QUESTION: “I’ve heard that great leaders have something called “presence”. What is leadership presence, and how can I get it?”
ANSWER: Like charisma, leadership presence is difficult to define, but easy to recognize. Let’s compare two equally capable leaders, one with “presence” and one without, in a typical business situation.
A Leader, BUT . . . No Presence. After a morning of back-to-back appointments, this leader runs into his staff meeting 15 seconds late, sweating from rushing to be there on time. He’s carrying a stack of haphazardly organized papers, which he spreads out on the table in front of him. Wiping his forehead with a cloth, he begins the meeting by asking one of his employees to make copies of the agenda for everyone. He’s forgotten a pen, so he borrows one from the person next to him. Halfway through the meeting he asks the team to continue, while excusing himself for an “urgent phone call”. When he returns, water is dripping from his incompletely dried hands.
At the end of the meeting there are still several urgent issues to discuss, but another team is waiting outside of the room eager to start their own meeting. Nervously glancing at his watch, he hastily outlines the remaining issues. He hurriedly thanks his team before rushing to take a taxi to an important client appointment.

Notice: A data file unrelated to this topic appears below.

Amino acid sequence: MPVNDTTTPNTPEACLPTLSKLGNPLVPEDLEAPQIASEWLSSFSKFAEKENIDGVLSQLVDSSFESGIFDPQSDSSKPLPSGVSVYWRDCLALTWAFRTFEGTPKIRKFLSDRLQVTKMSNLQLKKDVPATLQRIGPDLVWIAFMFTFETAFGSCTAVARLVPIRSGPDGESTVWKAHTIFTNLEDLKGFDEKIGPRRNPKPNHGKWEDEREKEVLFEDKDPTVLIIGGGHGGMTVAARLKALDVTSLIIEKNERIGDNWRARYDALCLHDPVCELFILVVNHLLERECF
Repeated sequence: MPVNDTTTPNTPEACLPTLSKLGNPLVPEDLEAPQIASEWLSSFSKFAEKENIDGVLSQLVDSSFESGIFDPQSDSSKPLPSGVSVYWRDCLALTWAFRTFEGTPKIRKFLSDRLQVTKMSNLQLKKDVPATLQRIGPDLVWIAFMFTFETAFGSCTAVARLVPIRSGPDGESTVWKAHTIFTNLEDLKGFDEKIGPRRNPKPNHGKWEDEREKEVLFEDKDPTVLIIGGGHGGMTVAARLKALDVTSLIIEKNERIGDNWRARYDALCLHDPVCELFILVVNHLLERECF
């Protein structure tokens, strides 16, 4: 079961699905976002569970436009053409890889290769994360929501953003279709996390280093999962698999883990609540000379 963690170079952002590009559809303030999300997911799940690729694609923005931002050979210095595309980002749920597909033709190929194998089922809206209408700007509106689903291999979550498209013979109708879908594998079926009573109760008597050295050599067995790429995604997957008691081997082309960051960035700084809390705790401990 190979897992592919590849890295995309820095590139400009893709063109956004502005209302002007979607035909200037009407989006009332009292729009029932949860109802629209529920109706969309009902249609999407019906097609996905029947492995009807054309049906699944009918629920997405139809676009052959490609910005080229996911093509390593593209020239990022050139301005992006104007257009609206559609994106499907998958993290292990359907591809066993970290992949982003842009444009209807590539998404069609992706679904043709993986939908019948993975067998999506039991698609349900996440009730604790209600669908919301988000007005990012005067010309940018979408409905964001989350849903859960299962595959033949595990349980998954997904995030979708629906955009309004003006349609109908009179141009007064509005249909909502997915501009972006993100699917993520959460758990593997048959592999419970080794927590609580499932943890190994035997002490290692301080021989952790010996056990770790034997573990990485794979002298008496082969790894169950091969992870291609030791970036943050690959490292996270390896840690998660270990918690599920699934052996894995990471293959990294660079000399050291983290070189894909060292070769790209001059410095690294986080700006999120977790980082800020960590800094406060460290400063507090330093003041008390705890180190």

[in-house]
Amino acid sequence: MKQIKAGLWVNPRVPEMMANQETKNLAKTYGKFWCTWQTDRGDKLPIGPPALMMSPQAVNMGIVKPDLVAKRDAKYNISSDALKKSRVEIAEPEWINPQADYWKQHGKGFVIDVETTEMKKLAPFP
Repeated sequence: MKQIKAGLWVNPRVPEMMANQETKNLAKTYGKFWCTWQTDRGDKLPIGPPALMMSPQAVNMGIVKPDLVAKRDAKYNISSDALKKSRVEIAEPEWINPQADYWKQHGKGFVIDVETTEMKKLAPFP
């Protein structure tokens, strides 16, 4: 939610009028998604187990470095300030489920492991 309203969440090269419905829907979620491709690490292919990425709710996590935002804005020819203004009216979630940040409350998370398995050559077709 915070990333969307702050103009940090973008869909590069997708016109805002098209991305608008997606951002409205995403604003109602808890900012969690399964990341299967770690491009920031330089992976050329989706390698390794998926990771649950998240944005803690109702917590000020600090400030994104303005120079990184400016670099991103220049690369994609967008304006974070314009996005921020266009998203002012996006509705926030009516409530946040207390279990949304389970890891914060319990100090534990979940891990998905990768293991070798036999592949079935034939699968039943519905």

A Leader with Presence. This leader walks at a leisurely pace to her meeting, stopping at the restroom on the way. In the privacy of a bathroom stall, she takes a minute to review the purpose and agenda of the meeting, and organize her papers neatly into her notebook. Since she’s alone, she looks at herself in the mirror, takes a deep breath, and adopts a friendly, confident facial expression. With five minutes to spare, she greets several people on her way to the meeting, and enters the room right on time. As she sits down she places a stylish pen on the table beside her notebook. She then distributes the agenda she had printed in advance.
As the end of the meeting nears she realizes they will need more time to discuss the remaining urgent topics, so she asks everyone to schedule another meeting time later that day. Unfortunately everyone is busy, so she suggests they meet for dinner at a local restaurant. Gathering her things, she asks one of her people to summarize the action items and post them to the team collaboration space. As she leaves she thanks the team for their work on a challenging customer project. She then stops by her desk on the way to an appointment with an important client to pick up a small gift for them. During the taxi ride she calls the restaurant to reserve a comfortable table for her team.
Preparation, Communication, and Confidence. As you can see from these examples, presence refers to the aura that a leader projects that makes people feel confident in their leadership. This aura is achieved mainly through preparation and communication style. Projecting confidence and an unhurried pace through body language and facial expression is key. All of this can be learned with practice. If you don’t feel like a leader with presence, copy the behaviors of those you admire. Even if you don’t feel like you have it, other people will perceive you as a leader with presence.by